The Brief: Growth in number of abandoned wells fuels concerns
Texas is home to nearly 300,000 active oil and gas wells. When most wells end their service operators will plug them, limiting pollution threats, and move on. But the state is facing a surge of abandoned drilling sites and dwindling funds to clean them up.
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The Big Story
Texas, the nation’s petroleum king, is home to nearly 300,000 active oil and gas wells. When most wells end their service, operators will plug them, limiting pollution threats, and move on. But the state is facing a surge of abandoned drilling sites and dwindling funds to clean them up. Here's the story:
• Not every abandoned well threatens groundwater. But in some oilfields, they “can be ticking time bombs,” one hydrologist told the Tribune. And as boom-and-bust cycles continue across Texas drilling fields, walling off water sources from potential contamination will only get harder.
• The Texas Railroad Commission, which regulates the oil and gas industry in the state, will plug or repair wells when there is proof they are abandoned. But it says it doesn't have jurisdiction over wells that have been transferred to private landowners for irrigation or water supply use. The Texas Commission on Environmental Quality says it has no plugging responsibilities. Some say that's the key problem: there is nobody claiming responsibility.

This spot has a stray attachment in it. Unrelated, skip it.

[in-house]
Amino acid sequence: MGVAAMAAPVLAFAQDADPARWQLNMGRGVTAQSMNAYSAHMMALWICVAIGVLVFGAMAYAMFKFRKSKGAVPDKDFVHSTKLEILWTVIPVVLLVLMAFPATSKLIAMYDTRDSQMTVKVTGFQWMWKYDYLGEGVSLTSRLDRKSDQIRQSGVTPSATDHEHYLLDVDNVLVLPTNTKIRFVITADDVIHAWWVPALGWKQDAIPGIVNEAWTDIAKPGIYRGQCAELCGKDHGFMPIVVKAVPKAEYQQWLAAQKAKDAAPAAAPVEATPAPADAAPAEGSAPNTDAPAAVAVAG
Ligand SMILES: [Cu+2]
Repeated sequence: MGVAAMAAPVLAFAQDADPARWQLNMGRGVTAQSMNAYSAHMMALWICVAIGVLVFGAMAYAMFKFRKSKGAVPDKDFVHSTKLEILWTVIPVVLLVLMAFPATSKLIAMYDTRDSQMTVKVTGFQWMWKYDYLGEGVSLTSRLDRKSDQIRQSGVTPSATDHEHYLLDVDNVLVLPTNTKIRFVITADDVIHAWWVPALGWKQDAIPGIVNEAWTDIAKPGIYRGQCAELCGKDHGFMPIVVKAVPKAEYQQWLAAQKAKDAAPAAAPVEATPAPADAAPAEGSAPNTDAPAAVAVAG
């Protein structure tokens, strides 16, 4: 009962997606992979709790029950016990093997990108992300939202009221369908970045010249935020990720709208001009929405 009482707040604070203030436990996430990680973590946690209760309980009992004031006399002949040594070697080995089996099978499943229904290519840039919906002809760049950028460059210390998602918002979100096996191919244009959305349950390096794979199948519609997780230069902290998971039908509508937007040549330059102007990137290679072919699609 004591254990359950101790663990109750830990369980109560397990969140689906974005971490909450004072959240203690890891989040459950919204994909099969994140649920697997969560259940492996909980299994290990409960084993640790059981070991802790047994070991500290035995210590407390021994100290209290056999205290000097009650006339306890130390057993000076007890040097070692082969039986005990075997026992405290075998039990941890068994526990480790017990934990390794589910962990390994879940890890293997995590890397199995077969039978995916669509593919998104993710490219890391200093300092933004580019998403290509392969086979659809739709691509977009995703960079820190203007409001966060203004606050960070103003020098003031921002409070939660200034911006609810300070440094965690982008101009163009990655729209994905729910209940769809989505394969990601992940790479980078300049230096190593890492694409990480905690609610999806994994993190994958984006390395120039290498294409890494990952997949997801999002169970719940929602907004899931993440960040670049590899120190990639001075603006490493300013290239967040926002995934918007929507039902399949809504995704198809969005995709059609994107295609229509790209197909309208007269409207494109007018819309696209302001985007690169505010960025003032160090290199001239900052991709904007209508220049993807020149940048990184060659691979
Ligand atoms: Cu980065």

• Experts say pollution can fester where no one has looked. Old wells typically offer the biggest threats because freewheeling drillers long ago faced lax standards and used relatively weak materials for casing — meaning the wells do little to guard water from pollutants. Mother Nature also exacts a toll.
• Texas's total orphaned well count eclipsed 10,100 in the 2016 fiscal year — the most since 2007. The list is growing largely because the Railroad Commission struggles to keep plugging at its previous pace. Industry representatives play down the severity of the growing orphaned well count. They say that some orphaned wells in Texas are considered assets with future production value. But the Railroad Commission is making it known that it’s bleeding cash and needs more money for cleanups and other core duties.
What We're Reading
(Links below lead to outside websites; content might be behind paywall)
Planned Parenthood faces Medicaid court battle, ongoing Texas AG investigation, The Dallas Morning News
Texas high-speed rail plan suffers eminent-domain setback in court, The (Fort Worth) Star-Telegram
Fewer jobs in oil patch as automation picks up, Houston Chronicle
Trib Events for the Calendar
• Trivia Night on Jan. 8 at The Highball
• A Conversation with Lt. Gov. Dan Patrick on Jan. 11 at The Austin Club
• A Conversation with the University of Houston's Renu Khator on Jan. 12 at The Austin Club
• A Conversation with Reps. Dustin Burrows & Drew Darby on Jan. 19 at Howard College – West Texas Training Center
• A Conversation on Mental Health on Jan. 26 at The Austin Club
• A Conversation with Sen. Kel Seliger & Rep. Brooks Landgraf on Feb. 17 at Odessa College – Saulsbury Campus Center
• A Conversation with Reps. Senfronia Thompson & James White on March 31 at Prairie View A&M University – W.A. Tempton Memorial Student Center
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